We are celebrating the 125th edition of the light curve of the week feature by looking back at an old friend – GM Cep. This is a known variable of Orion type, which basically means it randomly varies in a way that does not follow any classifiable patterns. The star is situated in the HOYS field centred on the Elephant Trunk nebula, and has an approximate distance of about 825pc. This places it into the IC1396 HII region of which the elephant trunk is a part.
The object has also been classified as an UX Ori type star. These are slightly more massive objects (spectral type A or B) which show deep occultation events by dense circumstellar disk material. Some authors have also claimed the detection of a protoplanetary clump in the light curve that orbits the star with a period of about 320days, causing semi-periodic occultation events.
We show the HOYS V and I data in the plot above. One can clearly see that the classification of the star is more or less spot on. There are numerous occultation events from a baseline brightness. The colour of the star typically turns redder during the occultation. The duration of the dimming events ranges from a few days to half a year, or longer, depending on the definition of the baseline. The dips can be as deep as 2mag in V, but 1mag is more typical. Some dips are nice and smooth, wile others are extremely structured, with very rapid changes – up to 0.5mag within one day can be seen. This indicates very small scale dense clumps in the inner disks. We hope to investigate these kind of objects in more detail in the future.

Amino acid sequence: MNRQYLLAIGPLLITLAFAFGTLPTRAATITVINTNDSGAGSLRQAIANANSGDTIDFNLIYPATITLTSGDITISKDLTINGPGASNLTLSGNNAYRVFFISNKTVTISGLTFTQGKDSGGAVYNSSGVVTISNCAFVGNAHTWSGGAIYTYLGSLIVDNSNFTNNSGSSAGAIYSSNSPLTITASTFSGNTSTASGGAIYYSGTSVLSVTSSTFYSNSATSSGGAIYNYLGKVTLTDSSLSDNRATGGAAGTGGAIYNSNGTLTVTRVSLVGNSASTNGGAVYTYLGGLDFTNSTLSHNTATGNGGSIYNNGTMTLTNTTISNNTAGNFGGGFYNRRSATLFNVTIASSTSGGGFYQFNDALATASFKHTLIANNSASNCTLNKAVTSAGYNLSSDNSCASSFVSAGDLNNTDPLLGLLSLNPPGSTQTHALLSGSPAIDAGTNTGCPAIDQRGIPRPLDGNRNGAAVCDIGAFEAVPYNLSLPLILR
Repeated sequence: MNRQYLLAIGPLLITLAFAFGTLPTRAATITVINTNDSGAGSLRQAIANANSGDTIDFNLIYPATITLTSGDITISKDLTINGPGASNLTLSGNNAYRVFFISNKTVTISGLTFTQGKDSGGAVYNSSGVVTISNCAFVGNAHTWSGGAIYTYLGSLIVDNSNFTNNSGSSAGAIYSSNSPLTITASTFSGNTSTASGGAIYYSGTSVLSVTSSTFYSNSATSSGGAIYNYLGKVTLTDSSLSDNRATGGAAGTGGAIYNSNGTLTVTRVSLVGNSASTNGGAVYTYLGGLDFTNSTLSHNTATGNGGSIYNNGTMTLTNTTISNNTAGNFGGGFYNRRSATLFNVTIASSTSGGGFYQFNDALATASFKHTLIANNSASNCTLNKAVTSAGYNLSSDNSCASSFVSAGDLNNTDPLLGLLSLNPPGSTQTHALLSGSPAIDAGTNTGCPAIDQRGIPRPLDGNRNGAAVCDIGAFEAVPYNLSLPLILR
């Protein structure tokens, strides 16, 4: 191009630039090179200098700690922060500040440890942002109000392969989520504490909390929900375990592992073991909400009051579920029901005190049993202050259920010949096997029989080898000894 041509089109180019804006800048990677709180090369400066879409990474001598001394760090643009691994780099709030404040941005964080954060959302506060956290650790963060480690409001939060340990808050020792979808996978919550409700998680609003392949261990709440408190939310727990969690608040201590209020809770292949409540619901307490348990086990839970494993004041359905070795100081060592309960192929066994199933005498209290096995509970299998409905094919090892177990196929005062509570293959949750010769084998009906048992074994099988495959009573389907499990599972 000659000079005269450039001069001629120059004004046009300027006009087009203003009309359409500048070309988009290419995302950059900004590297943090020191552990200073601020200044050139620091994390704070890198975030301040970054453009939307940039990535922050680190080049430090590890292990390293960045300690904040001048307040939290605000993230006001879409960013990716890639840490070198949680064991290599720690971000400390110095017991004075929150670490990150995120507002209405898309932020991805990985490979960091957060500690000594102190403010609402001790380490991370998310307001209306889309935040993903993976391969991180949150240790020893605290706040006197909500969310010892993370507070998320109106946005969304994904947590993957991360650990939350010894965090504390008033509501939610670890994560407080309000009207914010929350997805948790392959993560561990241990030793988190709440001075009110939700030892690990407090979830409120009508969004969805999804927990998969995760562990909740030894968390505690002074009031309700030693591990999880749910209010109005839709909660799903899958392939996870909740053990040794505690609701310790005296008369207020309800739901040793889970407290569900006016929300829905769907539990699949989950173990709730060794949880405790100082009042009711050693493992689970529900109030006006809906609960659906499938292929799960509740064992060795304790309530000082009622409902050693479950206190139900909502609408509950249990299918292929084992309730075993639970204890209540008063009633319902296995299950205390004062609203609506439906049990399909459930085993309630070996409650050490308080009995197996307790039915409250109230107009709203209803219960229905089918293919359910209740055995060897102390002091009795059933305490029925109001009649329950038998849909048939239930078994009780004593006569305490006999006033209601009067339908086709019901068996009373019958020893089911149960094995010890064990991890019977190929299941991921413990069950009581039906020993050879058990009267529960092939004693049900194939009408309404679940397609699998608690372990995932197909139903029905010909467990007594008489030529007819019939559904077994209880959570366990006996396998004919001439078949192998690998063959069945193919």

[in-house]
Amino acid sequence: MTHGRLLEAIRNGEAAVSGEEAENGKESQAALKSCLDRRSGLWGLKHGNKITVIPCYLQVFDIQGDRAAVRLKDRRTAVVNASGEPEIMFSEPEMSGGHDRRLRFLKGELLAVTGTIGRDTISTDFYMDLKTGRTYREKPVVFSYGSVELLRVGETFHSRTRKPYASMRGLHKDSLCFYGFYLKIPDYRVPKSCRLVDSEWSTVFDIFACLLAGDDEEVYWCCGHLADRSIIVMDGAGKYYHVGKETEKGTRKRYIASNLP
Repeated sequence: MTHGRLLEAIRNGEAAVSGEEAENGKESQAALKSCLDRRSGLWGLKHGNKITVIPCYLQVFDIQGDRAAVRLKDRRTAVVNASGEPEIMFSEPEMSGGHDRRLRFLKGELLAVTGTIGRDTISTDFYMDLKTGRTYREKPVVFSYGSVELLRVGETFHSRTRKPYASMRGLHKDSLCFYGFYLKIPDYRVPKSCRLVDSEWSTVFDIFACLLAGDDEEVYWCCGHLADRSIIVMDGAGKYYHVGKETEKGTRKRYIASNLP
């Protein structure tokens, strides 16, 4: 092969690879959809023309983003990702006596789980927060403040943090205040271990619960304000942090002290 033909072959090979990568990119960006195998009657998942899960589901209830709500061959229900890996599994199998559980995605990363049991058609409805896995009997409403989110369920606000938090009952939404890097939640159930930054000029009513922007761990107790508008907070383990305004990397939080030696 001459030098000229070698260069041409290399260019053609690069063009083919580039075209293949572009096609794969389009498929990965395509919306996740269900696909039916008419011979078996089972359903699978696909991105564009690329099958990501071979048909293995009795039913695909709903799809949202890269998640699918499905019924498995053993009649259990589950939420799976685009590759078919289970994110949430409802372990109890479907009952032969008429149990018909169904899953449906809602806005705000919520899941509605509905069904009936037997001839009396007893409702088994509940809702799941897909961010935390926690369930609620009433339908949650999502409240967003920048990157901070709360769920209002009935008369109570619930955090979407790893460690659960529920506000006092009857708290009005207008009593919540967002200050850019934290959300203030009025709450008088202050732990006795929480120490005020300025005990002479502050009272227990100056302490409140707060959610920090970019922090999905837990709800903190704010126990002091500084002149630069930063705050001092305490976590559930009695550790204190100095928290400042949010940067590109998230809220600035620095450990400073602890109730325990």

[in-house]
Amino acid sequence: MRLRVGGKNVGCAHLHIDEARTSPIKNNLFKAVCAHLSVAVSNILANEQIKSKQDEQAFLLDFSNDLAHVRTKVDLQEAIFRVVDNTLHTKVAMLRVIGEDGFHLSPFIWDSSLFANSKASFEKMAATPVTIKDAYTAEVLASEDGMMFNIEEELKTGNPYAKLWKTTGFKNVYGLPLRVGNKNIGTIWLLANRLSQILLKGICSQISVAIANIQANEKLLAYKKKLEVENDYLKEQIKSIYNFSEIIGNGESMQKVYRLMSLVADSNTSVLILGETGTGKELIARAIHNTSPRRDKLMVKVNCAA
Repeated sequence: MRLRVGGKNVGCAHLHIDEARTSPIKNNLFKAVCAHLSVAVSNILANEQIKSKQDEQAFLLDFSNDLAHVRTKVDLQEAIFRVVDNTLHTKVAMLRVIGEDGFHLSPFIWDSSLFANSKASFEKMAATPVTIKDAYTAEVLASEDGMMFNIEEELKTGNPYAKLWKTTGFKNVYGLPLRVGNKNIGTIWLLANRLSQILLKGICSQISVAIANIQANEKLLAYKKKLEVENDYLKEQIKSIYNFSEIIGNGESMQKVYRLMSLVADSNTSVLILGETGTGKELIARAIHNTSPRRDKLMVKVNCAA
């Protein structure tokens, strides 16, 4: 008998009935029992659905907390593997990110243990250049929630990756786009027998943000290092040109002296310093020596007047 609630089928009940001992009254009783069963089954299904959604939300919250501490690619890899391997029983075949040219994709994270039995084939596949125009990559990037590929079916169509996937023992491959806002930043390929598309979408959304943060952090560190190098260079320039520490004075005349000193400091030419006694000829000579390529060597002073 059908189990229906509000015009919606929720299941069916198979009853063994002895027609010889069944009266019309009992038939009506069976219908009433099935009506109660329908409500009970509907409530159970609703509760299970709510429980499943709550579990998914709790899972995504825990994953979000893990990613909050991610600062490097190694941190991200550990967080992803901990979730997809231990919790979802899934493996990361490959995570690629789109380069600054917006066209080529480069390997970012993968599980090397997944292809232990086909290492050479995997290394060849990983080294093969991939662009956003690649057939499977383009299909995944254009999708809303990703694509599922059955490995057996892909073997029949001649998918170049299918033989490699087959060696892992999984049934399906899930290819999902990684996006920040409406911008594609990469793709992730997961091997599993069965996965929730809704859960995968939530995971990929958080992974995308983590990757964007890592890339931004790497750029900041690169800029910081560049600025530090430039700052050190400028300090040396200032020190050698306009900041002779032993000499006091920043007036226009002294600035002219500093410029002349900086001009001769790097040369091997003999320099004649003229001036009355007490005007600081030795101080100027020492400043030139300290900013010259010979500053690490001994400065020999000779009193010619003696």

It seems like we do not see the proposed periodic dimming events every 320d. This could either mean the proposed protoplanetary clump was a transient structure, or the apparent periodicity was coincidentally caused by occultations of the star by different unrelated clumps in the disk.